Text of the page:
• ${\text{COD added to aeration}}$ – Given in pounds per day.

Again, you can find the definition of these variables in the section above. Of note, one million mg per liter equals 8.34 pounds per gallon, which is why that conversion factor is used. If you are using other combinations of units for millions of volume per time and concentration, we recommend you use our calculator here and change the units as appropriately or find the correct conversion factor with our dedicated concentration calculator.

To find the value of MLVSS as a concentration, you will need to find the volume of the aeration tank (this is essential if you wish to find the concentration of MLVSS in wastewater treatment):

$\!\scriptsize V = l \times w \times (\text{Side wall depth} - \text{Free-board})$

where:

• $V$ – Volume of the aeration tank;
• $l$ – Length of the tank;
• $w$ – Width of the tank;
• $\text{Sidewall depth}$ – Total depth of the tank; and
• $\text{Free-board}$ – Distance between the top of the tank and the wastewater level.

You can use whatever units of length you like, as long as they are all the same (this will give you the units of volume in that unit cubed).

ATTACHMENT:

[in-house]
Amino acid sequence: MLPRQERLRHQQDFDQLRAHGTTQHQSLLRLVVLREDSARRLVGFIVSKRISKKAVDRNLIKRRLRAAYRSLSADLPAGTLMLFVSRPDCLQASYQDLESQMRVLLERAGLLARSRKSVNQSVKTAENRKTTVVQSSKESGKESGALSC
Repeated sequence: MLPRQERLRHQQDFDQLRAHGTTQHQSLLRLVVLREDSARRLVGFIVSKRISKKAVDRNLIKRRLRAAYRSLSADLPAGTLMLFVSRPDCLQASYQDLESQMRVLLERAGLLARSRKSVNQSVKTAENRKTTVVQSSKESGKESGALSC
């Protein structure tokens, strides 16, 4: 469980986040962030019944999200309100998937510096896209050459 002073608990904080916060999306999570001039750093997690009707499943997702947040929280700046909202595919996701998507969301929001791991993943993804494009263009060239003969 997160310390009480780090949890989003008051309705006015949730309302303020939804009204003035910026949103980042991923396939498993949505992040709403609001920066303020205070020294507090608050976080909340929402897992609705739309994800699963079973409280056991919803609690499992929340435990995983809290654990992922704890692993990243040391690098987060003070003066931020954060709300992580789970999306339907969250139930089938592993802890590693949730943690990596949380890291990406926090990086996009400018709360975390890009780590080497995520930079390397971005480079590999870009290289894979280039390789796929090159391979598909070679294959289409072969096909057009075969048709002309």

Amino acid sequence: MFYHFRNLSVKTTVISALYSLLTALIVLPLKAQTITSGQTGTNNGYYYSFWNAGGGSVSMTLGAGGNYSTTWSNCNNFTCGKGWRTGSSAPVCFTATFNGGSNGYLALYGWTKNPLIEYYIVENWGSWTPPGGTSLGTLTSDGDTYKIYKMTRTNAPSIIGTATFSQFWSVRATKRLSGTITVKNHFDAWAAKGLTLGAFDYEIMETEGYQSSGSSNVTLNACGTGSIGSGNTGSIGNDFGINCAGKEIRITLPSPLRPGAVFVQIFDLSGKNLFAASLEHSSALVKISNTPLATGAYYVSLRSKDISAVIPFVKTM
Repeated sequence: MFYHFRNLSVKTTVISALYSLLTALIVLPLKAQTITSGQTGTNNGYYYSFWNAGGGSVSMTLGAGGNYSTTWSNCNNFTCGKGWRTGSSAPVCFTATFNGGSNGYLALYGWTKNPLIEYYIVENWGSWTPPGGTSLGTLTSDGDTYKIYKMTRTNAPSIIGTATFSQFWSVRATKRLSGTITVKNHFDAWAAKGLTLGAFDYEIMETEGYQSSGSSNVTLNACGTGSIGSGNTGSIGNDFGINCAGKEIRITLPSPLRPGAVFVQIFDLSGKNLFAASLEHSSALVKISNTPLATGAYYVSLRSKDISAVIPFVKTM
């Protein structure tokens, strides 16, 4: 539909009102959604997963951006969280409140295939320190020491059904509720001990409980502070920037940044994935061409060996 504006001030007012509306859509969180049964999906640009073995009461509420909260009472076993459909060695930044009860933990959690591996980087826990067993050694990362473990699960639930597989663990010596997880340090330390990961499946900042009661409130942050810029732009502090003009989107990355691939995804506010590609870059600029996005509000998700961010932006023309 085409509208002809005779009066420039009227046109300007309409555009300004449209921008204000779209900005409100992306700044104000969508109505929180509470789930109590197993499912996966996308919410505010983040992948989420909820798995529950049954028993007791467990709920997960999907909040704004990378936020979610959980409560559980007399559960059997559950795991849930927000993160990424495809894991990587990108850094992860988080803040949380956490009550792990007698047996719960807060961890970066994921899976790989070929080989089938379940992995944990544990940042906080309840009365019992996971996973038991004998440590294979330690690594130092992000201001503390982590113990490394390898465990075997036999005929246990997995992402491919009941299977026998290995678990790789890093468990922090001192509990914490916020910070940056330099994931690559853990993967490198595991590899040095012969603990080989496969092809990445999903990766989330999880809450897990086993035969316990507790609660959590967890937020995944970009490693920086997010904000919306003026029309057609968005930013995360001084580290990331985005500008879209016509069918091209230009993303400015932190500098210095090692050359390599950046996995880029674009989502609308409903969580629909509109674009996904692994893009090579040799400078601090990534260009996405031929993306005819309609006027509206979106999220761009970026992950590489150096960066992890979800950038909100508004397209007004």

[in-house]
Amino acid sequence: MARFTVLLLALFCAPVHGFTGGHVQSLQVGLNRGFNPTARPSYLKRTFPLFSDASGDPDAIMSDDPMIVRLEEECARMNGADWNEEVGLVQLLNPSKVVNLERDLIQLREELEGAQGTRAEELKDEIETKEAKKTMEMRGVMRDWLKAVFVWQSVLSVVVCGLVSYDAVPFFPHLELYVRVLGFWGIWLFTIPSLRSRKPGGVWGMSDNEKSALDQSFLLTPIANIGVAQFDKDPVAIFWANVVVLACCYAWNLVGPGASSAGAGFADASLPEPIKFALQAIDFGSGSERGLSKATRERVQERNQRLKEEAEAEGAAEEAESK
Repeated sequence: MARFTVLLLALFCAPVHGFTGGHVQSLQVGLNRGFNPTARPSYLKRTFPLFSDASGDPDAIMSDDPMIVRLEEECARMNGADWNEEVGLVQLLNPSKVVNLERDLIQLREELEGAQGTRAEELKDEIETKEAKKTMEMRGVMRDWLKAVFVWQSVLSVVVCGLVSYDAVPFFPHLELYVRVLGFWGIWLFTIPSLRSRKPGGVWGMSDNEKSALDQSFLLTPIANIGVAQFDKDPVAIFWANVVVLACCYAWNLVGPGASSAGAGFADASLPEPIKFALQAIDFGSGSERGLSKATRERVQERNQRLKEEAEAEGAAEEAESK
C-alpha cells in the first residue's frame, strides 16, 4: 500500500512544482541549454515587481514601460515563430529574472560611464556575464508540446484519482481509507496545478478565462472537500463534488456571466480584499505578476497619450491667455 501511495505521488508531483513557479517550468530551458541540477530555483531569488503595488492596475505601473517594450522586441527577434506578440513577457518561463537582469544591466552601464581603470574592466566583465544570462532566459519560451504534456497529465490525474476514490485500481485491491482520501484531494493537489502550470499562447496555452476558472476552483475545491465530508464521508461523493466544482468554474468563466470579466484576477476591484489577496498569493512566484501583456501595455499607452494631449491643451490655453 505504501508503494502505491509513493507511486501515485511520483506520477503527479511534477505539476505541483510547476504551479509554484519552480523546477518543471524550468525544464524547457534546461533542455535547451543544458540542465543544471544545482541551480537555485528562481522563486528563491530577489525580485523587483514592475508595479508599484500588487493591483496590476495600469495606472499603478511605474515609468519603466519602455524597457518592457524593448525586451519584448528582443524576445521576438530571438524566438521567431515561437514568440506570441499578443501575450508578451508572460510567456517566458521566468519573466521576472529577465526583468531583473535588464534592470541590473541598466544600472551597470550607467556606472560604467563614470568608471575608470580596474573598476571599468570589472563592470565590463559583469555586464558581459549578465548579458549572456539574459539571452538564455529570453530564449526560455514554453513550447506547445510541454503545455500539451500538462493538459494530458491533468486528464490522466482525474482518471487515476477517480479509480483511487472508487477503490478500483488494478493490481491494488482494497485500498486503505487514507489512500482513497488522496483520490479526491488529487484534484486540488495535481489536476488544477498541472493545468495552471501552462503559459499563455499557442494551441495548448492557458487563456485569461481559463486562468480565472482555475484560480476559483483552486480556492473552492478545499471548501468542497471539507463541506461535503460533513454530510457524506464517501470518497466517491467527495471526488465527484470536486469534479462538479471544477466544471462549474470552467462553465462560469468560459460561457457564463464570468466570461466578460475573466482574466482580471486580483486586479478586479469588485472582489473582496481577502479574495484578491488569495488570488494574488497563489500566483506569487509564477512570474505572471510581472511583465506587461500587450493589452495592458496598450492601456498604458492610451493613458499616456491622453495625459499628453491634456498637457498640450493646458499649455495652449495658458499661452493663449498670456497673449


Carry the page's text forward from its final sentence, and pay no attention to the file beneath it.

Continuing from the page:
If we know the $\text{F/M ratio}$, we can now answer the question "How to find MLVSS?":

$\!\scriptsize \text{MLVSS (mass)} = \frac{\text{COD added to aeration}}{\text{F/M ratio}}$

The mass unit and time unit of both $\text{COD added to aeration}$ and $\text{F/M ratio}$ must be the same for correct calculation of MLVSS. In the U.S.A., the units are usually $\text{lbs}/{\text{day}}$ and $\text{lbs}\cdot\text{day}/\text{lbs}$, respectively.

To calculate the MLVSS value as a concentration:

$\!\scriptsize \text{MLVSS (conc.)} = \frac{\text{MLVSS (mass)}}{V \times 8.34 \times 10^{-6}}$

## How to calculate MLVSS in a laboratory

It is often easier to use the MLVSS calculation formula for laboratories than take numerous on-site readings. To do this, you must follow two MLVSS procedures: one to calculate the concentration of MLSS (mixed liquor suspended solids) in the liquor, and one to find the concentration of fixed solids. To find the MLSS concentration, you must take a volume of the wastewater, filter it, dry it thoroughly, and finally weight it:

\!\scriptsize \begin{align*} &\text{MLSS (conc.)} =\\\\ &\quad\frac{\text{(Sample + filter weight)} - \text{Filter weight}}{\text{Volume of sample}} \end{align*}